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Targeting PI3K pathway with parsaclisib when ruxolitinib response is not optimal in the treatment of myelofibrosis: Results from a phase II trial

Jul 28, 2020

Ruxolitinib, a Janus kinase (JAK) 1/2 inhibitor, has been associated with improved clinical symptoms and reduced spleen size in the treatment of myelofibrosis (MF). As JAK pathway may not be the only pathway involved in the pathogenesis of myeloproliferative neoplasms (MPN), some patients may not achieve optimal response with ruxolitinib therapy. Phosphatidylinositol 3 kinase (PI3K)/AKT/mTOR is another signaling pathway, which when hyperactivated or deregulated, has shown to be associated with different cancer types or hematological malignancies. Previous studies have demonstrated the importance of activation of PI3K pathway in MPN which could be targeted therapeutically. 1,2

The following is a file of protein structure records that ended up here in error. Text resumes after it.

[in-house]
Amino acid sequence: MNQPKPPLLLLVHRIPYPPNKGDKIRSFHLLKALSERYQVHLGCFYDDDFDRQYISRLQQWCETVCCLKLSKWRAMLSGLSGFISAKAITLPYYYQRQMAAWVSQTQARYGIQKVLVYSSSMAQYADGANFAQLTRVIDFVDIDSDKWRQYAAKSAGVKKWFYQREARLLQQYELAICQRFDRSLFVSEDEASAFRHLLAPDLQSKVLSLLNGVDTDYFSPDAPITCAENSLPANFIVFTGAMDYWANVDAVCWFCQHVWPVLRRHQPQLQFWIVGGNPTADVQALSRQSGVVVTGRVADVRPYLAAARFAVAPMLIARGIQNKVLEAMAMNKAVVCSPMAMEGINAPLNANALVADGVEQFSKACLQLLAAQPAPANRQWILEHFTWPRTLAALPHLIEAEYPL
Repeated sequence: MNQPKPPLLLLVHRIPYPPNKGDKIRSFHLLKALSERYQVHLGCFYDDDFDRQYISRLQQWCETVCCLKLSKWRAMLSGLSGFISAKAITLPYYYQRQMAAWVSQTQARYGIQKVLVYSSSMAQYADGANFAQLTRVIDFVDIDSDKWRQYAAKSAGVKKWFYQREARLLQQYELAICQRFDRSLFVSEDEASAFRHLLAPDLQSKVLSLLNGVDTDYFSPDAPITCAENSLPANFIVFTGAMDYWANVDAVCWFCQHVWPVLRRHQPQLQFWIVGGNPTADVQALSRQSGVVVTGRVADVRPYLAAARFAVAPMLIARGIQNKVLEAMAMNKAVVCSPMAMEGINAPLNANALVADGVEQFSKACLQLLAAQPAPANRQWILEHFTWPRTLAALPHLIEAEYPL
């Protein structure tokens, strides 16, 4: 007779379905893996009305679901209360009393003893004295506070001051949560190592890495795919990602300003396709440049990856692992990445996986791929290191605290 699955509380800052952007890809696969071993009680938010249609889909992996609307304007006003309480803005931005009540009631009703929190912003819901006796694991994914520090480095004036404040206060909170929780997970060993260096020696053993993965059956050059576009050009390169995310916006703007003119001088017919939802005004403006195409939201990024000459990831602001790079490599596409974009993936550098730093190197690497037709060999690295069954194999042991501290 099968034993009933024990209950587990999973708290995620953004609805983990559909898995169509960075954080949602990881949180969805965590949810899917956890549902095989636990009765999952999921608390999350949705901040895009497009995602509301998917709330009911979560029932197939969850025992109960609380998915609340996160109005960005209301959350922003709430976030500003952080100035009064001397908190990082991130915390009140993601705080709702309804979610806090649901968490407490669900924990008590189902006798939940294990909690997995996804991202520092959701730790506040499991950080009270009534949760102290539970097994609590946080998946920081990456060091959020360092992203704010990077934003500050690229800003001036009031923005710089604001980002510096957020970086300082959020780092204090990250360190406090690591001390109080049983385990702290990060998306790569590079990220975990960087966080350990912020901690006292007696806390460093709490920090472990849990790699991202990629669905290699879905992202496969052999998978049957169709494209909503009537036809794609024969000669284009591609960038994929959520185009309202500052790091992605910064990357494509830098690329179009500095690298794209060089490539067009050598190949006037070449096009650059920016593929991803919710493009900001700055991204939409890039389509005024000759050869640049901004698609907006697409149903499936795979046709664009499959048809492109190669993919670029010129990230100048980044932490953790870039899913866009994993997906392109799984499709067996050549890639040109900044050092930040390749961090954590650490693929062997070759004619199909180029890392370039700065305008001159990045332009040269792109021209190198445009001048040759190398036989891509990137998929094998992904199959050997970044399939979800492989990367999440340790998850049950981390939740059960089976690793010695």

In a phase II study ( NCT02718300), Yacoub and colleagues investigated whether adding parsaclisib, a potent, highly selective next generation PI3Kδ inhibitor, to ruxolitinib would improve outcomes in patients with suboptimal response to ruxolitinib therapy. They presented their results during the virtual edition of the 25th European Hematology Association (EHA) Annual Congress, and data are summarized below. 2

Study design 2

  • Eligibility criteria:
    • Primary or secondary MF (to polycythemia vera or essential thrombocythemia) with suboptimal response to ruxolitinib therapy
    • Aged ≥ 18 years
    • Platelet count ≥ 50 × 10 9/L within 4 weeks prior to screening
  • Suboptimal response was defined as
    • ruxolitinib treatment ≥ 6 months with stable dose for at least 8 weeks before study entry (at a dose of 5–25 mg twice daily) AND
    • palpable spleen size > 10 cm below left subcostal margin OR
    • palpable spleen size between 5–10 cm below left subcostal margin with active MF symptoms (one symptom score ≥ 5 or two symptom scores ≥ 3 each